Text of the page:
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Most of the issues are created by you and you do not have the right to attempt to fix them AFTER the signing of the contract.

No point blaming the conveyancer or lawyer1 or lawyer2.

You need to appreciate that purchasing land is a big deal and if you do not take your time and perform your due diligence BEFORE purchase then you have no-one to blame but yourself.

There is law around 'inclusions' with a sale of land but most times it is not worth fighting over.

1. You signed at $649K. You are obligated to pay $649K to the Vendor. You may have a case against the agent for $1K, but having signed the contract after the auction doesn't help you.
2. They don't have to allow you onto the property for measurements unless you do it at the final inspection. Alternative is to purchase, move in and take measurements. If measurements are wrong you MAY have a remedy but worry about that after you settle.
3. In Victoria by law you are entitled to a final inspection before settlement. As Luisa says - within 7 days of settlement.
4. Remind them the law gives you that right. Damages can be sought from the Vendor if they refuse a final inspection. Get your lawyer to write the other party a letter.
5. Not relevant. You bought at auction
6. Not relevant. And many properties are sold at 100% land value.
7. No comment
8 No law says you can't hope for the best. The Vendor's obligation only extends to giving you the property in the same condition as it was at auction.
 
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Clancy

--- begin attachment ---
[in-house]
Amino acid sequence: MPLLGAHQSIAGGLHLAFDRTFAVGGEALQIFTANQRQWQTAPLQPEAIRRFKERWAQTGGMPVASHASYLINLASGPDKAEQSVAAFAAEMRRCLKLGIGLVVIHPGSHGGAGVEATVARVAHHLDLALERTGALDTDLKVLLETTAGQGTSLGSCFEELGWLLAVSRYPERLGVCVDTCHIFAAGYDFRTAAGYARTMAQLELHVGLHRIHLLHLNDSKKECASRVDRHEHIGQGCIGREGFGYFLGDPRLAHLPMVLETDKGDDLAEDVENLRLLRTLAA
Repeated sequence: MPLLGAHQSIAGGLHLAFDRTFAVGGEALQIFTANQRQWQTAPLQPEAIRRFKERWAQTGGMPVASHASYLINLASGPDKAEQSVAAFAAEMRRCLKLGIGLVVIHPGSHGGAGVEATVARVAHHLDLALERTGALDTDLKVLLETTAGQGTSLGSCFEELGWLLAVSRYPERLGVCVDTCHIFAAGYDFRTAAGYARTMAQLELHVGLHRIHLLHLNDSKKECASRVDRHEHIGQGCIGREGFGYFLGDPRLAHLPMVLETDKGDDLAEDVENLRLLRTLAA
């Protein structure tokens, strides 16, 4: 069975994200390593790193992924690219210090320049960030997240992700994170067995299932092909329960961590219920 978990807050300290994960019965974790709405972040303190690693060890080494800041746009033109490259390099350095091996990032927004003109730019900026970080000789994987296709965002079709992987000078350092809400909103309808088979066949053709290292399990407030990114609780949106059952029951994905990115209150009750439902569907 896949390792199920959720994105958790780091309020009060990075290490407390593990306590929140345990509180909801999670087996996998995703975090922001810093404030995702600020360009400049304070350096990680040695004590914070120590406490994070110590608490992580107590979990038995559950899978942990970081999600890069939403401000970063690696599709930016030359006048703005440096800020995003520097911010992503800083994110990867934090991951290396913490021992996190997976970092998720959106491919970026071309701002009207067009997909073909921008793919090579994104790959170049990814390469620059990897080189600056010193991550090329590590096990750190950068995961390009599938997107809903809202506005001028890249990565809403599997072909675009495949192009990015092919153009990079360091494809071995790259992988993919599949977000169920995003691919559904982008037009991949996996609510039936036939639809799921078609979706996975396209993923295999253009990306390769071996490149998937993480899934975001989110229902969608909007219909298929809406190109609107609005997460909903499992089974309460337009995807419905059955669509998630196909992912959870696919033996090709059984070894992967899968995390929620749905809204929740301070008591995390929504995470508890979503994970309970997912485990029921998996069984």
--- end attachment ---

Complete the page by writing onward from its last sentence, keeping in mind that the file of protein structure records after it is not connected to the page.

Well-Known Member
6 April 2016
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2,289
I think what the OP is saying, is that because they do not know what the inclusions are, and not being able to inspect, that creates a high opportunity/temptation for inclusions to be removed because the OP would never know?
 

Rishi J

Well-Known Member
29 November 2017
20
0
121
You may claim that this is an error but you really need to explain all the circumstances to your solicitor so they can properly assess your prospects.
The lawyers have sent them a letter. The response was they asked 10 % to be released and then they will adjust the 1k at settlement. I did not accept the offer of 1k reduction in exchange of 10% release - my lawyer suggested I accept te offer, but I did not (They had sent me section 27 to release the 10 % deposit, which I refused to sign).
 

Rishi J

Well-Known Member
29 November 2017
20
0
121
Most of the issues are created by you and you do not have the right to attempt to fix them AFTER the signing of the contract.

No point blaming the conveyancer or lawyer1 or lawyer2.

You need to appreciate that purchasing land is a big deal and if you do not take your time and perform your due diligence BEFORE purchase then you have no-one to blame but yourself.